The White House has alternative facts and explanations for the firings. Yates was not sacked for warning that Trump’s choice for national-security adviser, Michael Flynn, was vulnerable to Russian blackmail, it says, she was dismissed for failing to carry out Trump’s ban on immigrants from several Muslim lands. Former U.S. Attorney Preet Bharara was not fired for investigating Trump and his aides, the White House insists, he was let go from his New York posting in the traditional patronage shuffle of a change of administrations.
But if these two explanations are plausible, the reason given for Comey’s dismissal is not. Does anyone believe that Comey was fired for his own clumsy intervention, which favored Trump, in the 2016 election? Until yesterday, it was Democrats who wanted the FBI director’s head for reviving the issue of Hillary Clinton’s emails last fall—which, as she has argued in recent days, was a contributing cause to her defeat.
There are two more likely possibilities.
The first is that Trump is acting like Richard Nixon, who took similar actions in his frantic attempts to evade prosecution in the Watergate scandal.
Nixon knew that he was guilty of obstructing justice and sought to secure the evidence of his crime—contained on the White House tapes—by dismissing special prosecutor Archibald Cox, and forcing the resignations of Attorney General Elliot Richardson and his deputy, William Ruckelshaus, in October 1973. What followed was a political firestorm, and came to be known as the Saturday Night Massacre.
The other possibility, which cannot be dismissed, is that Trump is merely being Trump: Barking out an order without thinking through the consequences.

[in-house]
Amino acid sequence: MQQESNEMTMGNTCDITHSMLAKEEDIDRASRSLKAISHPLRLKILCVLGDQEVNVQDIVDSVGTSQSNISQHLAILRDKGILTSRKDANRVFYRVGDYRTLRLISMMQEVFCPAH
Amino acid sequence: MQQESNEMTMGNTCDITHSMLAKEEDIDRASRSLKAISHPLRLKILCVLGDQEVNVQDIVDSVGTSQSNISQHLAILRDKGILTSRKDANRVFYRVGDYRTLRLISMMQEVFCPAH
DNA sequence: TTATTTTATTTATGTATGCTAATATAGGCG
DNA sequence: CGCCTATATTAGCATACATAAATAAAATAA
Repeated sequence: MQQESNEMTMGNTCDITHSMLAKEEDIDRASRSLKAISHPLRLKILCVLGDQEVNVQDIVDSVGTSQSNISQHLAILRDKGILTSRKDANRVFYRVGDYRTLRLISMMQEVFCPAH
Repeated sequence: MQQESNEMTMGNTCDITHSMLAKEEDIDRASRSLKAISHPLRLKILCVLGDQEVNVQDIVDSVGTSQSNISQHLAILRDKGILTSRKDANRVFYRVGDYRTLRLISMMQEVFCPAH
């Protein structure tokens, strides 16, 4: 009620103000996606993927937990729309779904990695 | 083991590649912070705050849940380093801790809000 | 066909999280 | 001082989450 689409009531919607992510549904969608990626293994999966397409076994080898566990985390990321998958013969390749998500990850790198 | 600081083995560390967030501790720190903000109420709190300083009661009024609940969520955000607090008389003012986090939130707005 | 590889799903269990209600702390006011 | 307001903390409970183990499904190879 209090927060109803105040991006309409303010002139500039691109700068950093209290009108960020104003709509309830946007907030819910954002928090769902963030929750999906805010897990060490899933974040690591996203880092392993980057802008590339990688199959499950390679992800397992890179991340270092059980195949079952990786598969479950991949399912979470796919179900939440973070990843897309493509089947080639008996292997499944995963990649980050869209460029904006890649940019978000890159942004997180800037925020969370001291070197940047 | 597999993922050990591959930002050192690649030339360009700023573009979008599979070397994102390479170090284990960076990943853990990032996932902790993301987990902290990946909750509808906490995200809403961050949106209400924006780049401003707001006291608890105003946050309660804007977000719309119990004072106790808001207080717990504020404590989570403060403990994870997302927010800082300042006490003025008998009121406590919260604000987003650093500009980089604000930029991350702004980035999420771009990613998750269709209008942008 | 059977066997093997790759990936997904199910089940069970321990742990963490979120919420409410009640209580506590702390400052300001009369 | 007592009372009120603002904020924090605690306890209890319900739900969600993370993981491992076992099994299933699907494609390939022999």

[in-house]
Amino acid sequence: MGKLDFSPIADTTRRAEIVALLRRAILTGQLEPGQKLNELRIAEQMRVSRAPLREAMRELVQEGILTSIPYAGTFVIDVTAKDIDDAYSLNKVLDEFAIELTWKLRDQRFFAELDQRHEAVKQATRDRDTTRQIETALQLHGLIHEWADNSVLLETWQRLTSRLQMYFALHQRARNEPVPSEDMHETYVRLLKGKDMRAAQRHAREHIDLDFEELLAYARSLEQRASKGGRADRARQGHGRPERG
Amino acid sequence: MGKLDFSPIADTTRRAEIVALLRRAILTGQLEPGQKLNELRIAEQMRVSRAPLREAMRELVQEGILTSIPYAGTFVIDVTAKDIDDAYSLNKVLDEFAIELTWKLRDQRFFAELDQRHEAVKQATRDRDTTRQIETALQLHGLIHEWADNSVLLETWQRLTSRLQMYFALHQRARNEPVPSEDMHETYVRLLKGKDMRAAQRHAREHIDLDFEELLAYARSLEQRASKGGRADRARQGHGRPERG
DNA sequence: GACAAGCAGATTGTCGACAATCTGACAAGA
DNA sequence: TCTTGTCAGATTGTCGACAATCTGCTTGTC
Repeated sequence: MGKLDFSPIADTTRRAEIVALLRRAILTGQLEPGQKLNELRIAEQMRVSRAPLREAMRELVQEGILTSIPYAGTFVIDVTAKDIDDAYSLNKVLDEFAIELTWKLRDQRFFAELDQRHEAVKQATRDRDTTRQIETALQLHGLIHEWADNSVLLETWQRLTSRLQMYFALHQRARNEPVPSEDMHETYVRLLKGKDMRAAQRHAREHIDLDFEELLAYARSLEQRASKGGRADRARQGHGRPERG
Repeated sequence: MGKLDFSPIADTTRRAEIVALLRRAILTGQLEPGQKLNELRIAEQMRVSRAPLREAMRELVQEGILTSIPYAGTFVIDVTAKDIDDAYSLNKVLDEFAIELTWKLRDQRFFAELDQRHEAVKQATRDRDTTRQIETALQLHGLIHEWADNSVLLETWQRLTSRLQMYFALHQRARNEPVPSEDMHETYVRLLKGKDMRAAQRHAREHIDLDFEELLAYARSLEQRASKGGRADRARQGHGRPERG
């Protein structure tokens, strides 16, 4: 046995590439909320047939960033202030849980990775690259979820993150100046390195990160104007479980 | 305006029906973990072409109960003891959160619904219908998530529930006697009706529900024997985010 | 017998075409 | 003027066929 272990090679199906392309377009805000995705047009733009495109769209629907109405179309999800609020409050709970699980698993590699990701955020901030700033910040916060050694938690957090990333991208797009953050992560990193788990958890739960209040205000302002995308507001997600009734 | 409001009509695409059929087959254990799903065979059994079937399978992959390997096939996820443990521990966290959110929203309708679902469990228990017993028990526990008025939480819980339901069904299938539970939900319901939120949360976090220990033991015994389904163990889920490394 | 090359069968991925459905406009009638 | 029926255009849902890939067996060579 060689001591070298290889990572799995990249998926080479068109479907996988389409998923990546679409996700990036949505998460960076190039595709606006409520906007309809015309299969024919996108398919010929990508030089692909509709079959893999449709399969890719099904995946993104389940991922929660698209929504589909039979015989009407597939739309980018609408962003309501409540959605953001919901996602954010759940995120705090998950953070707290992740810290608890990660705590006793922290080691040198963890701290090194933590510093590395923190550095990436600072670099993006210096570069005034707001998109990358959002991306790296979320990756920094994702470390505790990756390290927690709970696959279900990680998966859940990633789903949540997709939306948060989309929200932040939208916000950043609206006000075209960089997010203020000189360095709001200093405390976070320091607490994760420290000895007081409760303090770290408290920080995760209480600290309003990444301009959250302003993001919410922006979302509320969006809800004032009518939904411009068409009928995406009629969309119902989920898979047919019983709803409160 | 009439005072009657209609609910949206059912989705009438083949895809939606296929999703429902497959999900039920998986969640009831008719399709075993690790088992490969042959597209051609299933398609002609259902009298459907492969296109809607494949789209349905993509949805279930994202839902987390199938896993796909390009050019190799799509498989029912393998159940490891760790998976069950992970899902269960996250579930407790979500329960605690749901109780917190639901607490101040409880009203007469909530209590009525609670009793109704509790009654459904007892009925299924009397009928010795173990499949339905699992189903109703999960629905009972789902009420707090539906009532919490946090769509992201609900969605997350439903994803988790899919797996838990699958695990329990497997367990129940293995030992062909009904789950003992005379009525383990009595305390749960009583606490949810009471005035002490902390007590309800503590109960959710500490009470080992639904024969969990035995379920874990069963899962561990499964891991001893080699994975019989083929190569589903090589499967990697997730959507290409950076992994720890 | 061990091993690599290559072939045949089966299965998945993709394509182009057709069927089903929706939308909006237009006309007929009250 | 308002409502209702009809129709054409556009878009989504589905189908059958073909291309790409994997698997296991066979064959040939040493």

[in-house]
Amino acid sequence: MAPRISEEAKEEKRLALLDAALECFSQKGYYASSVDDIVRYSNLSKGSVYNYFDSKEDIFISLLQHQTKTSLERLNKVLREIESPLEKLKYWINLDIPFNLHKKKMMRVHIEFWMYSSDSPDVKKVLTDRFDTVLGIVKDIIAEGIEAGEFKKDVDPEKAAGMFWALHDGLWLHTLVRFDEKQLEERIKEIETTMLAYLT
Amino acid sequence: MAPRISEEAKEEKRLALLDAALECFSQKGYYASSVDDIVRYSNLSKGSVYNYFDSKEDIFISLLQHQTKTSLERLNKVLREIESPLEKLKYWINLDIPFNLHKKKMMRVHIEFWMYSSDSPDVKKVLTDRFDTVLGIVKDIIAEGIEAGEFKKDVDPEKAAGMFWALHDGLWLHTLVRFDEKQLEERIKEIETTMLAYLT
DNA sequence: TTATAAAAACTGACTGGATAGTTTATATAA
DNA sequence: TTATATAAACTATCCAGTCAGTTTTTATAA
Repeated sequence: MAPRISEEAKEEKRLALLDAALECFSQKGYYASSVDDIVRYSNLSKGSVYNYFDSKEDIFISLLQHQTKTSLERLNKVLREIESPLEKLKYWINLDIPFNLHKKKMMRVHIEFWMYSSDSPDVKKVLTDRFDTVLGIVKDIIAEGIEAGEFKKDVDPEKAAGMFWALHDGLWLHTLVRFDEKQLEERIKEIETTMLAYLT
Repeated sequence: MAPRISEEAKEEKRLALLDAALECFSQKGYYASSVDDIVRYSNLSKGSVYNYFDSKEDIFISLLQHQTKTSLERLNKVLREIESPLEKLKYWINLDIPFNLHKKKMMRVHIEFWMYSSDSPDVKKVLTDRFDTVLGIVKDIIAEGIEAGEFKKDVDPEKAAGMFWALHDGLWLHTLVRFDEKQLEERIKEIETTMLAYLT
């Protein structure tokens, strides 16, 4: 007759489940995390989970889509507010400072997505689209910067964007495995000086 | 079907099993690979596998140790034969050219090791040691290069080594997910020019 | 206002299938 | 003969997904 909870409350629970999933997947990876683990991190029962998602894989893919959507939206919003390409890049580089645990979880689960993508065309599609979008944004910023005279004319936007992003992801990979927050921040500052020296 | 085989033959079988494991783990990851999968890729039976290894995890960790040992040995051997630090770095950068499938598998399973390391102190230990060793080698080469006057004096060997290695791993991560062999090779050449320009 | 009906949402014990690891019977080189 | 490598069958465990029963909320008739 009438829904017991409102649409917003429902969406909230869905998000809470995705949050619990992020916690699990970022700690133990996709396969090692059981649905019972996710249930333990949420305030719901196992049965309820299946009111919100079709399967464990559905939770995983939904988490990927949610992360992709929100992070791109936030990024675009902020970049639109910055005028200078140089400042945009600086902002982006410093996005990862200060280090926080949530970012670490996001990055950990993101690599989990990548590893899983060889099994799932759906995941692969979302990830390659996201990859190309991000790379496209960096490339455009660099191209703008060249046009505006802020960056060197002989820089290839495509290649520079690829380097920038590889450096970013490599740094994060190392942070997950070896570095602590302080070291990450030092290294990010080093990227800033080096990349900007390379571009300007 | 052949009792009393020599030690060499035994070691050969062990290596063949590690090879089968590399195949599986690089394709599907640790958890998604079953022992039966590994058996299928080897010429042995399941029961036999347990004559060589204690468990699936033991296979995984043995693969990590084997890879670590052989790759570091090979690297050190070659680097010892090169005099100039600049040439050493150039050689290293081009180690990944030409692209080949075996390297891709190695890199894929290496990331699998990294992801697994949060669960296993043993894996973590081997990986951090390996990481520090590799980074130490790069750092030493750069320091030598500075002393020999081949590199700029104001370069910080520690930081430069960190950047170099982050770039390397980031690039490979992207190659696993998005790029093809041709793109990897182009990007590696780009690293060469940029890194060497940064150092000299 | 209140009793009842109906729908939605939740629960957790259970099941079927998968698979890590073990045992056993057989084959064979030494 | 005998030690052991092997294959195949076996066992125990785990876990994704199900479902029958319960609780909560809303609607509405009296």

The continuing questioning of his legitimacy as president, and the resultant dilution of his authority, must be profoundly irritating to a man who has shown—in his ongoing demeaning of Barack Obama and Hillary Clinton, and his weird insistence that his election victory, or Inauguration Day crowds, were bigger and more imposing than they actually were—such sensitivity to criticism, and to challenges of his power.
John Ehrlichman, an aide to Nixon, used to compare his boss to the Queen of Hearts (“Off with their heads!”) from Alice’s adventures in Wonderland. Nixon was always spouting orders—foreign lands to be bombed, aides to be fired, universities and newspapers to be punished—as a form of restorative, beneficial venting. Aides like Ehrlichman knew when to take him seriously—or when to let the matter simmer for a day or two, and determine if Nixon was really serious. Nixon, in a 1969 memo, explicitly delegated that responsibility to his top advisers: Trump may be wise to do so as well. The Comey firing reeked of “punishment first—rationale later.”
Nixon was stunned when the Saturday Night Massacre ended so badly for him. A new special prosecutor—Leon Jaworski—was named to the job, and carried on as ruthlessly as Cox. And, within days, Democratic Majority Leader Thomas “Tip” O’Neill was announcing that the House would open impeachment proceedings. He had not realized, he said in his memoirs, how deep the acid of Watergate had corroded his political standing. Trump seems to be stung, as well.